Common Evening Primrose – Oenthera biennis

When is a common flower not so common? When it’s a little tricky to ID.

Last year, this chipper yellow flower was a fixture on our lot. This year not so much due to landscaping. Common Evening Primrose spruces up corners and meadows all over the place as early as mid-June. Its blossom comprises four separate, overlapping petals with little notches in the middle of them. Inside is one stigma and five or five stamen. It isn’t particularly fragrant.

Oenothera biennis full plantReaching two to three feet tall, each plant usually has two to five blooms at any given time and many more buds wrapped in pink foliage.

Oenothera biennis blossoms

Looking at it from the top, you can observe its habit of growing in a slightly spiral pattern.

Oenothera biennis top down
It’s a little scrubby looking when it grows solo, but when surrounded by thick grasses and other plant life, its blossoms are the only thing you see.

Oenothera biennis full plant 2
Its seed pods are rather alien looking. They are a bit sticky, covered in tiny dark somethings and break neatly into four parts.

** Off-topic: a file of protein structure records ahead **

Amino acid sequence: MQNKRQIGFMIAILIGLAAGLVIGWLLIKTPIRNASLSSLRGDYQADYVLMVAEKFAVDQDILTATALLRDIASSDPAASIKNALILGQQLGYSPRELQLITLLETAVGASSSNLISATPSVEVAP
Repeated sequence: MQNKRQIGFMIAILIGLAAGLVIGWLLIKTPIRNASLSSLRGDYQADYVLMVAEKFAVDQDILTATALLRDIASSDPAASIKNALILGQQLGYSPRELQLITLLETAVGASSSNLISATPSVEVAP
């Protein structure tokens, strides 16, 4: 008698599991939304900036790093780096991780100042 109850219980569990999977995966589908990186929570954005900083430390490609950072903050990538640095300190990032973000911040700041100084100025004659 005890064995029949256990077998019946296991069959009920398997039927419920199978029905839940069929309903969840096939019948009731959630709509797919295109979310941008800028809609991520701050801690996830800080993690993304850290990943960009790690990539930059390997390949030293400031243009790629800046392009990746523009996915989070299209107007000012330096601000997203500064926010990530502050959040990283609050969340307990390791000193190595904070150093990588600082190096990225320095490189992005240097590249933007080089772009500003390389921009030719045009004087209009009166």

Oenothera biennis seed pod close-upThis one was not ready to bear seed, but the pod broke open easily enough. It’s slightly sticky and covered in tiny nodes, which I assume deter would-be seed raiders.

Oenothera biennis, aka Common Evening Primrose, grows wild across much of North America, with regional variations. For instance, Lady Bird Johnson Wildflower Center at notes that it has a soft lemon scent.

Wildflowers — identification guide — Discover Life. (n.d.). Retrieved September 05, 2016, from

Common Evening Primrose. (n.d.). Retrieved September 05, 2016, from

NPIN: Native Plant Database, Oenothera biennis. (n.d.). Retrieved September 05, 2016, from


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